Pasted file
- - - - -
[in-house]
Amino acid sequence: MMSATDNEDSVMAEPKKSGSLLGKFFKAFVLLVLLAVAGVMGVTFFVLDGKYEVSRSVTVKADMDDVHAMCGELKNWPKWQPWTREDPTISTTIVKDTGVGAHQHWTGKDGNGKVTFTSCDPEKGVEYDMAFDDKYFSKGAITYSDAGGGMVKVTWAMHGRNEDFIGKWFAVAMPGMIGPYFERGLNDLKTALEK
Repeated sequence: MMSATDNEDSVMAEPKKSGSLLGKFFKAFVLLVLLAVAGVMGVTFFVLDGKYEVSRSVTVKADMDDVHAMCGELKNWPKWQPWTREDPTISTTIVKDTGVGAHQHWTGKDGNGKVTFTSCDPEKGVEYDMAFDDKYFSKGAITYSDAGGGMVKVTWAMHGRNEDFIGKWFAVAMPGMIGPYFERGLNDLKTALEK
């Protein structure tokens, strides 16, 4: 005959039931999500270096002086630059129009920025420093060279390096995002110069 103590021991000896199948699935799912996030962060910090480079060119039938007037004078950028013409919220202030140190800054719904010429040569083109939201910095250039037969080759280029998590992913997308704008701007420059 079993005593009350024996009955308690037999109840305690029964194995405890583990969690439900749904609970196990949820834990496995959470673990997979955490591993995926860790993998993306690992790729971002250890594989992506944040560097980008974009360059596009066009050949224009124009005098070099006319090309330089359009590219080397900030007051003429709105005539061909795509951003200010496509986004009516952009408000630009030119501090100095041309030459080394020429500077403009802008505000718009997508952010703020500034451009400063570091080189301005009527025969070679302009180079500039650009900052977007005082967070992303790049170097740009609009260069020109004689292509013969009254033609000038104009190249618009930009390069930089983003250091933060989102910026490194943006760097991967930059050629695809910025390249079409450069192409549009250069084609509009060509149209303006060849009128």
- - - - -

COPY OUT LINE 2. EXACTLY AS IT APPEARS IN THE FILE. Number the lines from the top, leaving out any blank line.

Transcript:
Amino acid sequence: MMSATDNEDSVMAEPKKSGSLLGKFFKAFVLLVLLAVAGVMGVTFFVLDGKYEVSRSVTVKADMDDVHAMCGELKNWPKWQPWTREDPTISTTIVKDTGVGAHQHWTGKDGNGKVTFTSCDPEKGVEYDMAFDDKYFSKGAITYSDAGGGMVKVTWAMHGRNEDFIGKWFAVAMPGMIGPYFERGLNDLKTALEK